The ceremonies that we watched had many different aspects, and all seemed to include drinking. I am sure that as the day progressed there would be many a gent laid out in the park. Also a bull played a significant part in the processions. The representation was quite original and I would gather that it was an honor of some sort to be chosen to play the part during the festivities.

One group of participants wore masks representing a Latino or dressed a women and paraded through the streets portraying drunkenness and sexual acts. These portrayals were quite graphic and the crowds thought them very funny. I guess they are really no different than the he/shes with their baby dolls (with a large dildo attached under the skirts) who were purportedly looking for the baby's "daddy" in the parades of Carnaval in Barranquilla.

It was later suggested that we head over to Pocolum as their celebrations had already gotten underway and were, as we found out later, photo friendly. While waiting for all participants to gather to continue on our journey of discovery, we were randomly introduced to the artist of the mural found in the zocolo of Tenejapa. 

The man who introduced us to him was from Italy and was working with some local NGO to document local art and ????? The artist gave us a small interpretation of his piece – it is dedicated to the women of the community and on closer examination, yes all the things that the women do are represented either by stylizing, symbolism or reality. Very interesting. Also were told that he has a bigger mural in the Theatre down by the mall. Hmmmmm will we be going to the mall? [went later but were unable to gain entry into the theatre]

Off to Pocolum: Here we were definitely deeper into the countryside and the festivities reflected this. If I were to categorize it, I would say that it was more "cowboyish" but not in the general Texan sense of the word. Cowboy boots, big belt buckles and pickup truck contorting with the traditional, both holding the ever present bottled water.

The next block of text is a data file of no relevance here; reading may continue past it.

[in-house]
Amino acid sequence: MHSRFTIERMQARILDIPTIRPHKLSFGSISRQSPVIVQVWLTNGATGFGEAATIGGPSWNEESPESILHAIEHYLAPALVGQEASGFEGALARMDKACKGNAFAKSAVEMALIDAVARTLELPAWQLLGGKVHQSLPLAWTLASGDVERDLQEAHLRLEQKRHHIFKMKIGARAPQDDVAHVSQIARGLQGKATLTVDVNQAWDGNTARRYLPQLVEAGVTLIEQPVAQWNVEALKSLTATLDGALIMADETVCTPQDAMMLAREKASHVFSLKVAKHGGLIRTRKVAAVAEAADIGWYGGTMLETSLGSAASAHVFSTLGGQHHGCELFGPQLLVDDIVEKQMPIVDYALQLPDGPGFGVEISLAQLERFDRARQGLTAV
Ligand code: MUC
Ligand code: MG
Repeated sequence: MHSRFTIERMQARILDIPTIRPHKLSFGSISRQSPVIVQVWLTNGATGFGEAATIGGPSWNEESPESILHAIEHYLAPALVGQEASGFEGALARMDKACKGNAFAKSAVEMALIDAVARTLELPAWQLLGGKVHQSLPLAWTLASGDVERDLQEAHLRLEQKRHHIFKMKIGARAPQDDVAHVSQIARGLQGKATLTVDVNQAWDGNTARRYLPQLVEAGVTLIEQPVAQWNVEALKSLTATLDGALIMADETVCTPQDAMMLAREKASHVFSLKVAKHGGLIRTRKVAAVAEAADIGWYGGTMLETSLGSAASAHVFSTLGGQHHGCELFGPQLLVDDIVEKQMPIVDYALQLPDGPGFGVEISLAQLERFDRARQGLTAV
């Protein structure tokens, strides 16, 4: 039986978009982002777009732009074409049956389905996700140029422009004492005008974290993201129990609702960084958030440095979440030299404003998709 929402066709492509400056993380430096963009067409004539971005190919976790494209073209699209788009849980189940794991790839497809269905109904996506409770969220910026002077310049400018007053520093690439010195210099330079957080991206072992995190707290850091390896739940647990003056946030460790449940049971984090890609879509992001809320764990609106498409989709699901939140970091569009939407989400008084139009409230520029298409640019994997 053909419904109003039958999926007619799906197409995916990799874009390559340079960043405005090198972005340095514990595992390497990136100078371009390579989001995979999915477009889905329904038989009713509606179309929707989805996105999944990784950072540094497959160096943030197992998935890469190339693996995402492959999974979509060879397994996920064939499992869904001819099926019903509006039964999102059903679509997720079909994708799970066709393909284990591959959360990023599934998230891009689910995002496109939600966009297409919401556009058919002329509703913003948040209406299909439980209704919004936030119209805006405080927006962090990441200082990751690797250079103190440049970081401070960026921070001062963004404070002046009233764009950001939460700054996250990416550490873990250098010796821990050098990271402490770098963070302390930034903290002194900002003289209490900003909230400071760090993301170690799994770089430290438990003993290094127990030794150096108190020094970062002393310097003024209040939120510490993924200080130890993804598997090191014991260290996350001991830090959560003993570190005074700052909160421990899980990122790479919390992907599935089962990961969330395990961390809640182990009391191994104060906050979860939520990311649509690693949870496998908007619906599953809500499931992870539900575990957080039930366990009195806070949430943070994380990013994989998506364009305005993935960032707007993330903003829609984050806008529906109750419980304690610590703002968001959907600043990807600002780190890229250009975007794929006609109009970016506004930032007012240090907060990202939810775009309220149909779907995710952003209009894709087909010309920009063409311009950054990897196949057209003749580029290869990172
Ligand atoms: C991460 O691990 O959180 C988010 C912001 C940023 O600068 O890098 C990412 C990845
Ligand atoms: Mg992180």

Also, we were allowed free range with our cameras here, why I don't know but still, I tried to remain as inconspicuous and non-intrusive as possible. In that way, we could continue to take photos.
The dress was very similar to that of Tenejapa but the festivities were different. (At least that we witnessed). Swaying, chanting and drunken revelry ...

 he is carrying a stuffed fox

and the ever present bull 
 the colors and a mask


 these tops are more colorful than in Tenejapa

 the instruments were all handmade and rough but the sound was as it should be for their music

here you can see the shorts under the lambs wool tunic
The mid-day sun was hot and the crowds pushing and shoving and I was my usual self - attracting the drunks. Danny ran interference for me and wound up feeling somewhat intimidated by one of the drunks. I am sure, under normal circumstances, he was a very nice young man, but under the influence, menacing. With this and the fact that it was becoming more and more obvious that the drinking was settling in to be the norm rather than the exception, it was decided that it was time for us to go. It was a wonderful experience, one that could only be found in the mountains of Chiapas. 

Of all the photos then this day, I would have to say that these two are my favorites: As we waited in the car, these two young boys just sat and watched us, asking for nothing but yet, pleading with their eyes. Their smiles were beyond belief and no time ever did we feel at all threatened.

All this and we have only been here for one day. What could still be in store for us as we explore San Cristóbal and surrounding areas during this wondrous time of Carnaval and all that it represents?